When I painted this painting (the cover of the book) in 2015 in a simple style of
drawing, it gave me the impression of something new, ideas came to me and i
sailed in my ambitions. I asked myself: will I use it in the future to be the
cover of my first album as a musician? Or will it be the cover of my first book
as part of the diary I wrote throughout the last ten years, which has become – because of the war – five large diaries?

After five years and upon my arrival in Germany, I had a lot of free time waiting for the asylum procedure. While studying the
German language, and during the coronavirus crisis, I took the time to complete draft of my book in a better
form. I then decided it would be my first book, and that this painting would be its cover.

An important personal story to tell:

Between 2015 and 2020, I had difficult experiences in Syria, Lebanon, and on my way to Germany. I suffered from the full-force of
burnout, fatigue, and psychological problems that the war forced us to experience alone because we didn’t have the aid of a smuggler. I suffered not only for months, but for eight years during the Syrian war and throughout my adjustment between Syria and
Lebanon. My book is in part a testimony to the changes taking place in the souls of people in
these areas during intermittent visits to my home city inside Syria.

During this prolonged suffering and experience of troubling psychological states, I would frequently search the Internet to research
these conditions in myself and others. What also helped was my work in the field of psychosocial support in Lebanon and
through my conversations with many Syrian and Lebanese families. And even before that, my volunteer work in distributing humanitarian aid to the displaced inside Syria with the Aga Khan Foundation and other local organizations, and hearing their own stories helped me with my own journey to maintain my own mental health.

As a result, I found many ways to overcome all these challenging periods with minimal negative psychological effects. Starting a
new stage of my life in Germany was therefore less difficult than my previous period.

I could not tell my friends everything along the way, how I got out of Syria to Lebanon, or about my musical path
to major performance halls in the largest cities of Germany and Europe. This book is my way of finally telling my story.

Helping others: I still have a constant passion for helping others starting with my volunteer work in Syria for three years in a religious institution in
Salamiyah, alongside a team dedicated to improving the quality of life in that city. I also worked for a year at the Aga Khan Foundation, helping to fill out forms with the data entry team for the displaced from other affected areas. I then volunteered for a year and eight months among the humanitarian organizations that are concerned with the affairs of refugee children in Lebanon.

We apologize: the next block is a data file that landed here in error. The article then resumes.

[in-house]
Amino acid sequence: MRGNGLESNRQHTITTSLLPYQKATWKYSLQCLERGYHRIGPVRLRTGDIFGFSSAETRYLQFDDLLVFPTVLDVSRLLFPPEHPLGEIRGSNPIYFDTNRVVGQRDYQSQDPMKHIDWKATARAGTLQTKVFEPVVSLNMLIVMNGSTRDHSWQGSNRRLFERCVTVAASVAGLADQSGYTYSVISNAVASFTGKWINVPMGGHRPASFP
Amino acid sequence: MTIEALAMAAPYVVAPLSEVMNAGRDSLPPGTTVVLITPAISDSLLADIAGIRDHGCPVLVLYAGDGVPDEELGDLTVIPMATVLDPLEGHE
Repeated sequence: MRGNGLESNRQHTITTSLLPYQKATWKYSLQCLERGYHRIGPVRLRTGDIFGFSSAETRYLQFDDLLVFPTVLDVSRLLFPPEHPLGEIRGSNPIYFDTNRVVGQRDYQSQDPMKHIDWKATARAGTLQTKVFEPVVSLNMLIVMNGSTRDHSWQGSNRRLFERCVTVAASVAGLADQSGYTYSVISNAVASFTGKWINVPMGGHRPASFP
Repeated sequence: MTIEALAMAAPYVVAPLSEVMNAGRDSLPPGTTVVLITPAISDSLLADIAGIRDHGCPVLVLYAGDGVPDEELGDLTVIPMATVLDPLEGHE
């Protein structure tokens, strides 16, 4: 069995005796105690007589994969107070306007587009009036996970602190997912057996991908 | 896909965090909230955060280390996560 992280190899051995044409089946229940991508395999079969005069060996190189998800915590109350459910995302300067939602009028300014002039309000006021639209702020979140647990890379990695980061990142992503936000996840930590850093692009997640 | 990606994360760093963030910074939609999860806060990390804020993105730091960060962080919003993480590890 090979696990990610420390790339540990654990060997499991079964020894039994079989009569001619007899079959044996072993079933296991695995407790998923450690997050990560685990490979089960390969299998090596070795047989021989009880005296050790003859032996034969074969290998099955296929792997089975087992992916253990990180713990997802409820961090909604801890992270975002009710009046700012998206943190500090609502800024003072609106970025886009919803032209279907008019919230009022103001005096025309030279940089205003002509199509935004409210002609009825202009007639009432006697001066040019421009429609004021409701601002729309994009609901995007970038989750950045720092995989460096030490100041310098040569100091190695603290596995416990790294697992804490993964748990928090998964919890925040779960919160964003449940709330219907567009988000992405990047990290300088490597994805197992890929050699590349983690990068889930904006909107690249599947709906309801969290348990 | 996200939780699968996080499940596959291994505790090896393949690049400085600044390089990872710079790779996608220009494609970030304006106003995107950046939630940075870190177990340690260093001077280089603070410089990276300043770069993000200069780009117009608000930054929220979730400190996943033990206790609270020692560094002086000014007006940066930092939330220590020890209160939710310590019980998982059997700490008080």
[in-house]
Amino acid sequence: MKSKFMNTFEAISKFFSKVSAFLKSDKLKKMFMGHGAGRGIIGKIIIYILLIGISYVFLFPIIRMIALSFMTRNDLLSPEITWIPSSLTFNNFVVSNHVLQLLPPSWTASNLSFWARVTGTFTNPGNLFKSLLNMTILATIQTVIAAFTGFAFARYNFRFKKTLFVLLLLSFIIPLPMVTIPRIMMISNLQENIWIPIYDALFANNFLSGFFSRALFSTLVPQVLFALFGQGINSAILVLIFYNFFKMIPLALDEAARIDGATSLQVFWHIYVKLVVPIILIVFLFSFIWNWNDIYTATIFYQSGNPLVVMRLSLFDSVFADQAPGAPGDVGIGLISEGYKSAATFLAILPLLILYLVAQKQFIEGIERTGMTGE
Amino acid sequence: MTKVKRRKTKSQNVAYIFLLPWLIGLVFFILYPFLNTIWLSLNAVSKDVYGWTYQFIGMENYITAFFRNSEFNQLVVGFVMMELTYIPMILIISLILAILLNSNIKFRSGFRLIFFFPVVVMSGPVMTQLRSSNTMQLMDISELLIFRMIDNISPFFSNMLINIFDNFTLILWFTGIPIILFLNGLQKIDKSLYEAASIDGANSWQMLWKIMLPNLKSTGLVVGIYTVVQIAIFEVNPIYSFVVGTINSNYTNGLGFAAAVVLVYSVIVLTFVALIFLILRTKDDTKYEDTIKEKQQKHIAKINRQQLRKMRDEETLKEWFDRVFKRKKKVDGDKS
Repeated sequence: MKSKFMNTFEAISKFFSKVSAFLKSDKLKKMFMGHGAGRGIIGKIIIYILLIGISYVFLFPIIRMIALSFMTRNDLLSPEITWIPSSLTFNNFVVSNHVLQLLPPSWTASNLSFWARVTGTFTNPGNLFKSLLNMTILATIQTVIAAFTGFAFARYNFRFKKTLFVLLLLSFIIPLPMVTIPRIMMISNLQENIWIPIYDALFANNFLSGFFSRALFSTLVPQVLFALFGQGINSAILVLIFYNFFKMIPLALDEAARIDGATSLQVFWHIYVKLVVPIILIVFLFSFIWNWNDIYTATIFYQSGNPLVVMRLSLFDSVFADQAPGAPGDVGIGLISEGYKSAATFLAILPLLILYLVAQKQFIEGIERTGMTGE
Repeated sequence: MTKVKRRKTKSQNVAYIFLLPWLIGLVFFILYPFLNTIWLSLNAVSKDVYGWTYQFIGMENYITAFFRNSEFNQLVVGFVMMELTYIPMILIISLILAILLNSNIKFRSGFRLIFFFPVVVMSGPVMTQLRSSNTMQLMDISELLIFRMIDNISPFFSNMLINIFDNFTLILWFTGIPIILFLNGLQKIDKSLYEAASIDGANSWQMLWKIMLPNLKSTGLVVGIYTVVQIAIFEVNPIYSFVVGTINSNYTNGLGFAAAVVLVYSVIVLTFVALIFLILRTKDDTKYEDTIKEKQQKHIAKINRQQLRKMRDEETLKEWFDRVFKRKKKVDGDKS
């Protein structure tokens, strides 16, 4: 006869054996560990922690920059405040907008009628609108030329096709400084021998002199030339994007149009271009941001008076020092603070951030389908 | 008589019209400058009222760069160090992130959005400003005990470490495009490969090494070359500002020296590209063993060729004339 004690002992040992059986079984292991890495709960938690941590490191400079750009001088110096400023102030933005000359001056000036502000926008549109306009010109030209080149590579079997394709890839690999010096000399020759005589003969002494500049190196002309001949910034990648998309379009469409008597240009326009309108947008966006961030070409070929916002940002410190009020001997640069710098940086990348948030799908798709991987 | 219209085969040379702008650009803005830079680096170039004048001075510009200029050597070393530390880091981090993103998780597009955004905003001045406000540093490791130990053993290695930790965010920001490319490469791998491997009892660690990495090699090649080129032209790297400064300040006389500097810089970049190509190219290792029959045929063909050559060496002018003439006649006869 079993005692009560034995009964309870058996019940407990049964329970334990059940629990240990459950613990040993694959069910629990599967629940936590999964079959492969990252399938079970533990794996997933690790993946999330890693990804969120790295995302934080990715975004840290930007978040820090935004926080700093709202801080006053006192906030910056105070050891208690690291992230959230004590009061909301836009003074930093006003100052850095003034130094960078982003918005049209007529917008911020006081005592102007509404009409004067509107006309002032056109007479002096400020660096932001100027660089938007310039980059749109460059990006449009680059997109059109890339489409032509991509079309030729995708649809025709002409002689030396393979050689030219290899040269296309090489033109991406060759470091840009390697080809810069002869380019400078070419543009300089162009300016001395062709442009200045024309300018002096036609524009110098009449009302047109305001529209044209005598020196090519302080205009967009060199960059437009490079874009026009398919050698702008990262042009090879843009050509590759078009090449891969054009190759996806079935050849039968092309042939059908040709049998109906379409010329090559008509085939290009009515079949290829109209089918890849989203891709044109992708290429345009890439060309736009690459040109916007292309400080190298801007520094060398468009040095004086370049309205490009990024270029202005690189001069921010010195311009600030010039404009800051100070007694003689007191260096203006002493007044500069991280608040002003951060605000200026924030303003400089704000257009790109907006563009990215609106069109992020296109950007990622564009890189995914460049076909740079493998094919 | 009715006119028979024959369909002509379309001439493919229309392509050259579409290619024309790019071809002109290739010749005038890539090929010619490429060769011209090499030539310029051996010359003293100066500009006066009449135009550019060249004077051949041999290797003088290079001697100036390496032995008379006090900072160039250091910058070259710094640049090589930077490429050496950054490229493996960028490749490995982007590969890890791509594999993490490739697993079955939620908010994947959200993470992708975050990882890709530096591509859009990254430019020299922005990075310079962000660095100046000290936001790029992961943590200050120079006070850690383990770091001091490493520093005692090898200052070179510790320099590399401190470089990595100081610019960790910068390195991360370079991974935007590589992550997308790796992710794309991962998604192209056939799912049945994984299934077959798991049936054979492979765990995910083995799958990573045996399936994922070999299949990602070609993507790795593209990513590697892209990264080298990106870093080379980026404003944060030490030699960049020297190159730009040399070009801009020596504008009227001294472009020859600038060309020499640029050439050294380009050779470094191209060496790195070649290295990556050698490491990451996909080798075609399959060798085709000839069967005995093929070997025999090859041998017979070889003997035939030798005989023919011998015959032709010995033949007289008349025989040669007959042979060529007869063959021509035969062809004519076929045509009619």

In addition to the aforementioned, I am continuing my volunteer work since March of this year with edSeed as a mentor for one of the students.

Here I am: I firmly believe that this book will help others by presenting the experiences that I have had, as well as my attempt to lay the foundations for the psychological problems that I experienced along with the solutions and treatments that were the most helpful as narrated through my personal stories. I do not claim to be a psychiatrist; rather, I was mainly interested in things that affected me personally as well as the solutions that I heard from others, that worked for me, that I documented in this book, and that I hope will help others with similar experiences. Perhaps my stories will be a way for the reader to survive, or to help them to understand why they should accept refugees and what they suffer behind the outward appearance of a body that may appear healthy but that may be suffering inside.

Psychological and historical documentation by leaving a legacy: With this book I hope to document a small part of history: a psychological history of the suffering of so many people like me who went through several psychological stages as a result of the war in Syria, and after leaving their homeland behind.

Catharsis through writing: Writing served to help me understand more about myself and the feelings of others, and I have shed many tears
while writing and rewriting the draft many times. It was therapy for me.

In the future: I will provide detailed blogs that talk about the narratives in the book and why I wrote them. I hope that my book will be translated into other languages such as English and German, and I have so many more ideas to write about in the future.

If you would like to buy my book, it is available on Google and Amazon.

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